Mayor Gloria Proposes $4.6 Billion Budget To Help City Recover From COVID-19
Nonprofit and small business loans, street improvements, police oversight and the San Diego Convention Center are among the highlights of Mayor Todd Gloria's $4.6 billion proposed budget, which he revealed Thursday.
Gloria was able to avoid major spending cuts thanks to the more than $300 million in federal aid included in President Joe Biden's American Rescue Plan. The funds would help close deficits in the current fiscal year, which ends June 30, and the following two fiscal years.
"My "Back to Work SD" budget prioritizes an equitable recovery from the impacts of the pandemic while setting the foundation of a brighter future for all of us," Gloria said at a news conference in front of a Mexican restaurant in City Heights hard hit by the pandemic. "Despite a structural budget deficit inherited from the previous administration, we took a pragmatic approach to balancing this budget while protecting core services and investing in the people who have suffered the most throughout this past year."
The proposed budget centers on the "Back to Work SD" plan Gloria developed during his campaign that serves as a framework to help San Diegans devastated by COVID-19 and equip them for a brighter future.
Major money items in the budget include:
— $10 million in nonprofit and small business loans in hard-hit industries;
— $10.2 million to support the convention center, intended to "maintain good-paying jobs and keep San Diego poised for its tourism economy to rebound;"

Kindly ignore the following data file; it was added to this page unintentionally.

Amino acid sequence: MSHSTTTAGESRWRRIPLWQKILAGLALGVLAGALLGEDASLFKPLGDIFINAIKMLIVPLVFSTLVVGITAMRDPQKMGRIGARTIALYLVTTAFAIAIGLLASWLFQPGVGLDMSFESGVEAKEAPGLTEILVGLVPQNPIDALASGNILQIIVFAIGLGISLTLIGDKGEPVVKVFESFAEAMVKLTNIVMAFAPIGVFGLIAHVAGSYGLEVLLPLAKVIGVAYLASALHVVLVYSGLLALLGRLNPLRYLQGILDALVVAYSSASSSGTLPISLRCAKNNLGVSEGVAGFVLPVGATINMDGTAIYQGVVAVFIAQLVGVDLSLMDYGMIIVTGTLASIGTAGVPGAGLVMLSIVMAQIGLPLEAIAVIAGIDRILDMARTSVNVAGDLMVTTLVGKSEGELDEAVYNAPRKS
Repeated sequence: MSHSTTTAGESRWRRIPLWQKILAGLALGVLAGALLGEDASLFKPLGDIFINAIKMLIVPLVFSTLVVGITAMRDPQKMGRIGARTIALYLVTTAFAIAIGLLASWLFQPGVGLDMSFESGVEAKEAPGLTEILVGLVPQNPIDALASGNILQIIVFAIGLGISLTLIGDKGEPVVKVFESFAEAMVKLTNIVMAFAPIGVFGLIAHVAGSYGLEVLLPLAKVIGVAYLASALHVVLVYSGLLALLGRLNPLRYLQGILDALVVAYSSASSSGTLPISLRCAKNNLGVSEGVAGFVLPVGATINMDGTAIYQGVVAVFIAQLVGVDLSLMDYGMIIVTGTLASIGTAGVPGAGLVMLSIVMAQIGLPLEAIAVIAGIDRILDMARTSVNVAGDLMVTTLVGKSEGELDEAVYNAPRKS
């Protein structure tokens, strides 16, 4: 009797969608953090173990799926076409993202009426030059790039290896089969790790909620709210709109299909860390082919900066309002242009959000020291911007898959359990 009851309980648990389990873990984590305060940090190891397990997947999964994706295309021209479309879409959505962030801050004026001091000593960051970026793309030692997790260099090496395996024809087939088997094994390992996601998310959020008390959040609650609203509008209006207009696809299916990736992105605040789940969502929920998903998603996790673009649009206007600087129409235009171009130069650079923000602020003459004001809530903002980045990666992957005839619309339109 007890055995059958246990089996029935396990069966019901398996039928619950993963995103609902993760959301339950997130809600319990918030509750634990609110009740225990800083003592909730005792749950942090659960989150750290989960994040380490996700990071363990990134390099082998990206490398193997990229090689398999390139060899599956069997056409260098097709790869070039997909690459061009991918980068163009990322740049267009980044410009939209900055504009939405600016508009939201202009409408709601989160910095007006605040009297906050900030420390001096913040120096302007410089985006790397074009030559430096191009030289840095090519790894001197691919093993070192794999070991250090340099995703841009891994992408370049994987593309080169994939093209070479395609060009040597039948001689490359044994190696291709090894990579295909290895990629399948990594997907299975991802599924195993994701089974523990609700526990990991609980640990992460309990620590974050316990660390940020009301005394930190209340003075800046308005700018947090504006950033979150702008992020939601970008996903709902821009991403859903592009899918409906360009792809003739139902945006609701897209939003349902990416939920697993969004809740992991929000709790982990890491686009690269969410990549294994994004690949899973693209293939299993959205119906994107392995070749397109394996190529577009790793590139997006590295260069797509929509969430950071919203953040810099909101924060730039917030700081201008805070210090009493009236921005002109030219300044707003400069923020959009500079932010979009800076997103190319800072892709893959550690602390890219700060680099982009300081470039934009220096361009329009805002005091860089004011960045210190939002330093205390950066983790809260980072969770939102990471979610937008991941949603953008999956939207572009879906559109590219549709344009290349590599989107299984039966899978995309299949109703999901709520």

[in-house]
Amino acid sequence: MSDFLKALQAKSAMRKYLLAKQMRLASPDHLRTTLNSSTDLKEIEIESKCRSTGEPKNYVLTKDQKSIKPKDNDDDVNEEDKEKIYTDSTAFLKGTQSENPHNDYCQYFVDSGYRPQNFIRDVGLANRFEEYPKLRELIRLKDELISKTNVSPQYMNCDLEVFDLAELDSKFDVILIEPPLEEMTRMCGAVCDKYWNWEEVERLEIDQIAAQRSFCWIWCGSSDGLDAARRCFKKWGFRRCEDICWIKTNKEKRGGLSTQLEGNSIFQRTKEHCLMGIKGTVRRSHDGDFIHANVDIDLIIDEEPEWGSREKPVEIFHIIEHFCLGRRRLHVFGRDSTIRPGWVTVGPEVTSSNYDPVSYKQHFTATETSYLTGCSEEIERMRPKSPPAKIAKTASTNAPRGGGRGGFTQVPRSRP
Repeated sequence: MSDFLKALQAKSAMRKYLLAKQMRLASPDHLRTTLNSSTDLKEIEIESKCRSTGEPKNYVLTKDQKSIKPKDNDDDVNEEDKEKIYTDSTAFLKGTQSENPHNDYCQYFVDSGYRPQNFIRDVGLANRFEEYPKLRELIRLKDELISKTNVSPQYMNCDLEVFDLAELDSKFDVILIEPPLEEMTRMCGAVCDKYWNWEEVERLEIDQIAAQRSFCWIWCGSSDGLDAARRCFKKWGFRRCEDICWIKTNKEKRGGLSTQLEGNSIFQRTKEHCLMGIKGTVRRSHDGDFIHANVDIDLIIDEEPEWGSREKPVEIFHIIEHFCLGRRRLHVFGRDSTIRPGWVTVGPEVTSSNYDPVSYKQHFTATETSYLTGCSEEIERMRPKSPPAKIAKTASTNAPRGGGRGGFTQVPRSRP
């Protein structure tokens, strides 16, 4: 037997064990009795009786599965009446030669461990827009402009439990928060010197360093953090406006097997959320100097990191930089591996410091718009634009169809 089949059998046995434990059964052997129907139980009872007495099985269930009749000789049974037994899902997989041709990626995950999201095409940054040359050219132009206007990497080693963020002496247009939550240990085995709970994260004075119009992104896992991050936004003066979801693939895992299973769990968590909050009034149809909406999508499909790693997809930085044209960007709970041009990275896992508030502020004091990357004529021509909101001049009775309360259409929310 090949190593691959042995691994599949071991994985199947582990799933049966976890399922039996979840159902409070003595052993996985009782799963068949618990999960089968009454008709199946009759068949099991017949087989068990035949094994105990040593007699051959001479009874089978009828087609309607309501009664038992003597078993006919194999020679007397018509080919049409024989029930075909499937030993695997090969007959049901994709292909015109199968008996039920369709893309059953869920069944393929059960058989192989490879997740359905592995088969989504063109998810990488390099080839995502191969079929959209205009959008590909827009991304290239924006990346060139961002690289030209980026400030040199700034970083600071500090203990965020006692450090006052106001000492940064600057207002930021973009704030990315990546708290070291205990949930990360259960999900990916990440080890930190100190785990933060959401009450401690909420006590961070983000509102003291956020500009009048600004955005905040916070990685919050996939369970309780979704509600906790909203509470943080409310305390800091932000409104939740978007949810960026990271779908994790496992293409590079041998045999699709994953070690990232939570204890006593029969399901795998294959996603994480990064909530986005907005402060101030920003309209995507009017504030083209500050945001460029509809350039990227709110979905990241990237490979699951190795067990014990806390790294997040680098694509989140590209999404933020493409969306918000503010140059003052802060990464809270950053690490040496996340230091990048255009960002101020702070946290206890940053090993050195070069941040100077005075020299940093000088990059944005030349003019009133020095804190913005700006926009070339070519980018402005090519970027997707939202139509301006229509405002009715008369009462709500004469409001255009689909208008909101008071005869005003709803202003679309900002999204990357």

— $10 million for street improvements in communities of concern, with another $30 million planned to come from debt service;
— Investing $22.1 million in raises for city workers to make their salaries "more competitive with other local agencies;"
— More than $10 million for immediate actions to serve those in crisis on the streets, and funding to support the new Homelessness Strategies Department;
— $4 million in cuts to San Diego Police Department overtime, with the savings invested in community programs to prevent gang violence and the city's new independent Commission on Police Practices;
— Investing $5 million into the new Climate Equity Fund; and
Gloria proposes reopening libraries, which have been shuttered since the beginning of the pandemic, but only on a Tuesday to Saturday schedule. That is expected to save $6.9 million. Gloria proposes spending another $1.25 million in e-materials and "virtual hours" in communities of concern.
While the police overtime budget would go down under Gloria's proposal, the department's overall budget would go up by about $19 million due mostly to increases in salaries and benefits.
The city faced an expected budget deficit for the upcoming fiscal year of $124 million — a figure that exceeds the entire Parks and Recreation Department annual budget.
Last month, President Biden signed the American Rescue Plan into law, allocating approximately $306 million in federal relief to the city of San Diego.
Without that funding, Gloria said, "we'd be in a position of decimating neighborhood services, of laying off city employees, of asking folks to take pay cuts — asking them to take pay cuts after they have spent the last year doing what it takes to knock down this pandemic."
The $4.6 billion budget proposal recommends spending levels for city operations and capital projects for Fiscal Year 2022, which runs from July 1, 2021 through June 30, 2022. The final budget will be adopted in June following several weeks of review by the public and the City Council.
Gloria will formally present the budget proposal to the San Diego City Council at 2 p.m. Tuesday in the council chambers.
The full budget proposal can be found at www.sandiego.gov/finance/proposed.